Legal Improv - Criminal vs. Civil Law

If you are using this website, you likely know the difference between the two. If you don't, we're not going to teach it to you. That's not the point of this page. This page is designed to talk about the differences between a criminal trial (where someone is charged by the government with a crime) as opposed to a civil trial (where there is a dispute between two parties to be resolved by the courts).

For our purposes, the differences are important to note, as are the similarities. The skill sets that we provide are both general (that would apply to both) and specific (that would apply to one, or even a sub-section of one). We can create customized workshops to work on your specific needs.

legal improv law firm team building skills training workshops mcle programs

Legal Improv - MCLE and Other Training Programs for Law Firms

Criminal vs. Civil Law

they improvThere are many differences between the two sections of law, and each has subsections that are entirely too detailed to put on a website. Such examples could include the idea of probate of a will as opposed to the suit for wrongful termination. Both are civil in nature and yet have vast differences.

Criminal Law. Simply put, the government has charged someone with a crime. This covers jurisdictions from federal to state to county to locality. Of course different states operate differently, such as the use of Parishes in Louisiana as opposed to Counties. The information here is generic to apply across the board while we obviously have the knowledge for more specific sets of circumstances.

Criminal Law often involves different elements from the prosecution, the defense, the jury, the judge, law enforcement, the media and political influences. These last two are much less common to be involved in an individual case, but it happens as local politicians can seek to gain influence through attempting to interject themselves in the case at hand. Likewise, media can impact the outcome as well as to influence potential jury pools.

Civil Litigation. Civil litigation where the state seeks to serve as the deciding authority in a dispute between two parties. This tends to be less political in nature. While the players are very similar, the plaintiff (as opposed to the prosecution) and the defense act differently, and the level of burden is different as well. Further, the jury no longer requires a unanimous verdict, so jury nullification and other strategies become less successful.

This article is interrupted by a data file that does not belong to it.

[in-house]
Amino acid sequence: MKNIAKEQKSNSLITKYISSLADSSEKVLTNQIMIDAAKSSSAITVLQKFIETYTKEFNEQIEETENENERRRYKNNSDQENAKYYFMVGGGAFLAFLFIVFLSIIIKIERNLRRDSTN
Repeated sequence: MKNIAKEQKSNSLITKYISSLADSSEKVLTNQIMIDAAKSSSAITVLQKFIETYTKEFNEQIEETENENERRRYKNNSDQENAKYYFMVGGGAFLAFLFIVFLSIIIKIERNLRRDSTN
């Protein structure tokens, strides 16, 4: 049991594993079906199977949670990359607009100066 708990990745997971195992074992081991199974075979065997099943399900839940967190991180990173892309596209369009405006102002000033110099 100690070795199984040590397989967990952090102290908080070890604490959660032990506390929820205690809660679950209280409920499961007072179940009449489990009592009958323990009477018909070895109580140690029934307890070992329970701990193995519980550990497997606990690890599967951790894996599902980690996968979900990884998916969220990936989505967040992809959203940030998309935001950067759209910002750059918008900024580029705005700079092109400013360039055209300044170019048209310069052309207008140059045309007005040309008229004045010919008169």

Prosecution / Plaintiff. Being the one to bring up the case instills a burden when approaching the jury. Your responsibility is to sell a logical story, laying it out step-by-step, to bring the members of the jury to understand the issues involved and to see no path but that of being on your side. You have to defend each element of the story and keep the path very simple. It is easy for the jury to get lost in the minute details of a case and so the closing argument is used to retell the story and get them back on track.

Criminal Defense. The defendant tends to have benefit of the doubt in the eyes of the court. The statistics, however, do not bear this out. In general, if a criminal case goes to trial there is some enormous percentage success on behalf of the prosecution. This is disjointed, however, as the financial benefits of being a civil attorney tends to draw the best away from criminal defense. Likewise, seldom are cases with light evidence brought to trial. This means that the prosecution generally feels they are going to win. The Defense often concentrates on finding mistakes in the prosecution and trying to tell a story of their own. Improving the skills of a criminal defense attorney can do wonders to cause problems for a prosecutor and help make sure that criminal defendants receive a vigorous defense.

Civil Defense. The defense in a civil case is far different. There is usually a tremendous amount of money at stake and either in-house counsel or major firms are involved. Instead of the small amount of time criminal defense attorneys have to spend on a case, civil actions can take years to resolve with thousands of documents going back and forth through the process.

Our services can assist in all of these situations in many ways, including mock trials, jury selection and practice sessions. We can help with opening and closing statements and help to improve the general tenor of an attorney.

We understand the need for confidentiality and review all such agreements to ensure a level of secrecy to maintain your relationship with your clients. We will usually not take control of work product and rather not take any material off-location to help ensure our relationships with our clients. Simply ask us for more information about how far we will go to protect our clients.

those THEY have performed forWhether for Appellate, Business, Civil, Constitutional, Criminal, Entertainment, Family (including Trusts, Estates, Divorce, Elder and Juvenile), Intellectual Property, Medical, Military, Securities or Tax Law, or any of the other branches, we either already have a program that can assist practitioners or can develop a special program to improve performance.

Locations. We have people already in most major cities around the country or can make arrangements if needed. This includes the top cities such as New York, Philadelphia, Pittsburgh, Chicago, Los Angeles, Miami, Orlando, Houston, Austin, Dallas, Seattle, Phoenix, Denver, Minneapolis, Milwaukee, Nashville, Atlanta, Charlotte and practically anywhere else you can imagine. We also have access to Canada, Mexico and the islands of the Caribbean if you would like to conduct something while at a retreat. Simply contact us to find out how we can help you.

Contact Us. Contact us by email at or by calling (866) 219-4386.